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Old 12-12-2005, 06:22 PM   #31
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Default Re: Why isn't GURPS as popular as the D20 system and games

According to Wiki ;*0, 1974 vs. 1977, so D&D is older.



Quote:
Originally Posted by Professor Tanhauser
As to D&D being the proginitor of all RPG's, wasn't traveller in production before D&D came out or at least didn't it come out about the same time as D&D?

I never got much into traveller, but some people I know are into it and always swear that traveller would have happened regardless of D&D or not.
That's logical. StarWars (toys), sci-fi miniature wargaming, etc..
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Old 12-12-2005, 06:24 PM   #32
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Default Re: Why isn't GURPS as popular as the D20 system and games

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Originally Posted by trappedslider
Why do you think GURPS isn't as popular as the D20 system and its games and why poeple don't like GURPS.
GURPS has been described by some as "The Grad School" of role playing games.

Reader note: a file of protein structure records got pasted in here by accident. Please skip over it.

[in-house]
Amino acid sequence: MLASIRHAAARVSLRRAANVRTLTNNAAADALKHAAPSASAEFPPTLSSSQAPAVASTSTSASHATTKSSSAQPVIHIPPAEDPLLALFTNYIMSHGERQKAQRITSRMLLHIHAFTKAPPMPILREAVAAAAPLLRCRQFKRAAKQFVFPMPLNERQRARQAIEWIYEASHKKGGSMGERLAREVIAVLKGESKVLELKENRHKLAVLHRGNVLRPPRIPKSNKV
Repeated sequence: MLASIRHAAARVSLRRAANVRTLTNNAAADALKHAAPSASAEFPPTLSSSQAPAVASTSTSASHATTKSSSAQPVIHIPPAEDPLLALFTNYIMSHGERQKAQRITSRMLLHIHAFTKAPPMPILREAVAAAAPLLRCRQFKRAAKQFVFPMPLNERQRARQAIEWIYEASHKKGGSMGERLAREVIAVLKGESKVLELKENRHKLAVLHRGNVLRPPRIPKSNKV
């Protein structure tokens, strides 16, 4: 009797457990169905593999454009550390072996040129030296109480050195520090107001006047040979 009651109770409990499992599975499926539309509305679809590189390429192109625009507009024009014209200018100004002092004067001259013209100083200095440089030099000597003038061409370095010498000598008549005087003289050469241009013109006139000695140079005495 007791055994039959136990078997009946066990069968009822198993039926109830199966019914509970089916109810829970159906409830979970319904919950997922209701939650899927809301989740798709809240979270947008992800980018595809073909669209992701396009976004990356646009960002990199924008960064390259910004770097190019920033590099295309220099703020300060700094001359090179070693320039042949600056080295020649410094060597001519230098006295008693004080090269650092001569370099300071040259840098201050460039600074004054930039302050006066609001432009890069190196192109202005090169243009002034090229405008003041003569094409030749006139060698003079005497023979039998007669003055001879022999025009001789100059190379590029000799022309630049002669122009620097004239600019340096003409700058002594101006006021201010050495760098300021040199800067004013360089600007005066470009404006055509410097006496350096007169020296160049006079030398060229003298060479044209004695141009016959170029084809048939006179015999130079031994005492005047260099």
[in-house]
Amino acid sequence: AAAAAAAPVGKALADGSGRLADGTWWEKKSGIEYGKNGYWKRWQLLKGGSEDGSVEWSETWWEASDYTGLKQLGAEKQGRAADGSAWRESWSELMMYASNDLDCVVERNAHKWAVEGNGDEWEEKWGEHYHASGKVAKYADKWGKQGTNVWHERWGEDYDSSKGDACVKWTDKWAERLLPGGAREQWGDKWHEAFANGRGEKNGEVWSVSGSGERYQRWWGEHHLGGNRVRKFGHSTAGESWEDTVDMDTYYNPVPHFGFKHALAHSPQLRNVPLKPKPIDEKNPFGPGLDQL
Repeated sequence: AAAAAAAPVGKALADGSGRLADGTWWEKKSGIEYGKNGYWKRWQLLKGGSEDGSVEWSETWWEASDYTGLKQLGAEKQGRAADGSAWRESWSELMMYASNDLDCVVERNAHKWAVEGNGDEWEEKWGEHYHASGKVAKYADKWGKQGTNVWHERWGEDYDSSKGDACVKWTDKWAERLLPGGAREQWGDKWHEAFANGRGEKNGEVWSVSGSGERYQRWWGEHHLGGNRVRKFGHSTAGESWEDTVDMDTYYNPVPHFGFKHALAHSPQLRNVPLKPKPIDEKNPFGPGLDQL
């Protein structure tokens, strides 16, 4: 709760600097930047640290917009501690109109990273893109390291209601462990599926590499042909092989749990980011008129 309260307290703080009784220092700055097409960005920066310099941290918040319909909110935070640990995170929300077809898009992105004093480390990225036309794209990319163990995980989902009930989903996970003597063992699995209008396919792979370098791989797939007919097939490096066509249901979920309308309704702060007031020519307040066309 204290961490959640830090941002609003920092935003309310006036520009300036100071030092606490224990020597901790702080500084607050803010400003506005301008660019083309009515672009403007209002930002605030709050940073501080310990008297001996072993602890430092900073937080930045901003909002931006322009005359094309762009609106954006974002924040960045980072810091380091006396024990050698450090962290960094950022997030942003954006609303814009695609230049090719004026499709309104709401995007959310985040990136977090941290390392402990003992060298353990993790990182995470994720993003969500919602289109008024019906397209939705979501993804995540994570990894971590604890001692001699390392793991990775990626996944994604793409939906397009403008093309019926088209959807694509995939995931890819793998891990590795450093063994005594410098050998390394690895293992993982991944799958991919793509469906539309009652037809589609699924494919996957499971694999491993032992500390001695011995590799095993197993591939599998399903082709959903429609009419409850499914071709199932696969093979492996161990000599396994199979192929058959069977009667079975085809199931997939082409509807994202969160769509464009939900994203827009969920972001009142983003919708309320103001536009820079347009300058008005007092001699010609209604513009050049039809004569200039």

It does seem that I have met many players and GM's who have "moved up" from their other game systems.
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Old 12-12-2005, 06:28 PM   #33
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Default Re: Why isn't GURPS as popular as the D20 system and games

This is America. People like to arrogantly express their opinions even if they're not very valuable! :*)

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Originally Posted by zorg
lol!

Seriously. My question was a polite way of saying "Please, read the older discussions on the same topic, if you have anything to add after that, let us hear it..."
It's just because I get this pain in my head when another thread "Gurps vs D&D, Part X" (aka "What size is Gurps?", "Why is Gurps so small?" "Gimme more Gurps!" etc) pops up. All this brainpower here discussing the same old topics, over and over...

I mostly read this thread for the interesting (but off-topic) things whswhs (not the only one, of course) has to tell, sorting through the old news is somewhat tiresome.
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Old 12-12-2005, 11:27 PM   #34
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Default Re: Why isn't GURPS as popular as the D20 system and games

Quote:
Originally Posted by Professor Tanhauser
As to D&D being the proginitor of all RPG's, wasn't traveller in production before D&D came out or at least didn't it come out about the same time as D&D?

I never got much into traveller, but some people I know are into it and always swear that traveller would have happened regardless of D&D or not.
Traveller came out around the time of ADVANCED D&D's release. D&D itself dates to 1974.
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Old 12-13-2005, 11:16 AM   #35
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Default Re: Why isn't GURPS as popular as the D20 system and games